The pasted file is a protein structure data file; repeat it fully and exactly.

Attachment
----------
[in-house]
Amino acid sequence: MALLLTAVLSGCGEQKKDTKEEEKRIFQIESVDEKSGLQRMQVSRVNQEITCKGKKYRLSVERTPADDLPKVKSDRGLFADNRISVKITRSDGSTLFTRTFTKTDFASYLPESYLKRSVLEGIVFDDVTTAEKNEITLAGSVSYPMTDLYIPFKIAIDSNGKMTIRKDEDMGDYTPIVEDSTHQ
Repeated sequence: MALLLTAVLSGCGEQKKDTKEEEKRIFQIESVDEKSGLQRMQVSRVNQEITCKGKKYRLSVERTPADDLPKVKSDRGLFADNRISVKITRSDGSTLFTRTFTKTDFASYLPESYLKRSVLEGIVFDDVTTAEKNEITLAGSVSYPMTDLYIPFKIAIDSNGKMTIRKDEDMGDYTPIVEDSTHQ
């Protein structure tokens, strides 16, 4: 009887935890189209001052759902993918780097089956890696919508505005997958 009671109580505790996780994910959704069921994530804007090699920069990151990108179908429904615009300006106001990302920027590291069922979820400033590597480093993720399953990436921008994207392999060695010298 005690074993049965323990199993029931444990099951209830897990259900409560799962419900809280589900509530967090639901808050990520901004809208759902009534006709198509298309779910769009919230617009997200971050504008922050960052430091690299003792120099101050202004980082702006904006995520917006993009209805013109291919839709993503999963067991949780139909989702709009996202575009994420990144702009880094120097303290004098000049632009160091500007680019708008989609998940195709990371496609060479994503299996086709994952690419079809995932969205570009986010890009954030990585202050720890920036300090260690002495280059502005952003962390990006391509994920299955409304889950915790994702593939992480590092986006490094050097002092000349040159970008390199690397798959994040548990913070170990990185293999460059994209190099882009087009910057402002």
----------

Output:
[in-house]
Amino acid sequence: MALLLTAVLSGCGEQKKDTKEEEKRIFQIESVDEKSGLQRMQVSRVNQEITCKGKKYRLSVERTPADDLPKVKSDRGLFADNRISVKITRSDGSTLFTRTFTKTDFASYLPESYLKRSVLEGIVFDDVTTAEKNEITLAGSVSYPMTDLYIPFKIAIDSNGKMTIRKDEDMGDYTPIVEDSTHQ
Repeated sequence: MALLLTAVLSGCGEQKKDTKEEEKRIFQIESVDEKSGLQRMQVSRVNQEITCKGKKYRLSVERTPADDLPKVKSDRGLFADNRISVKITRSDGSTLFTRTFTKTDFASYLPESYLKRSVLEGIVFDDVTTAEKNEITLAGSVSYPMTDLYIPFKIAIDSNGKMTIRKDEDMGDYTPIVEDSTHQ
């Protein structure tokens, strides 16, 4: 009887935890189209001052759902993918780097089956890696919508505005997958 009671109580505790996780994910959704069921994530804007090699920069990151990108179908429904615009300006106001990302920027590291069922979820400033590597480093993720399953990436921008994207392999060695010298 005690074993049965323990199993029931444990099951209830897990259900409560799962419900809280589900509530967090639901808050990520901004809208759902009534006709198509298309779910769009919230617009997200971050504008922050960052430091690299003792120099101050202004980082702006904006995520917006993009209805013109291919839709993503999963067991949780139909989702709009996202575009994420990144702009880094120097303290004098000049632009160091500007680019708008989609998940195709990371496609060479994503299996086709994952690419079809995932969205570009986010890009954030990585202050720890920036300090260690002495280059502005952003962390990006391509994920299955409304889950915790994702593939992480590092986006490094050097002092000349040159970008390199690397798959994040548990913070170990990185293999460059994209190099882009087009910057402002």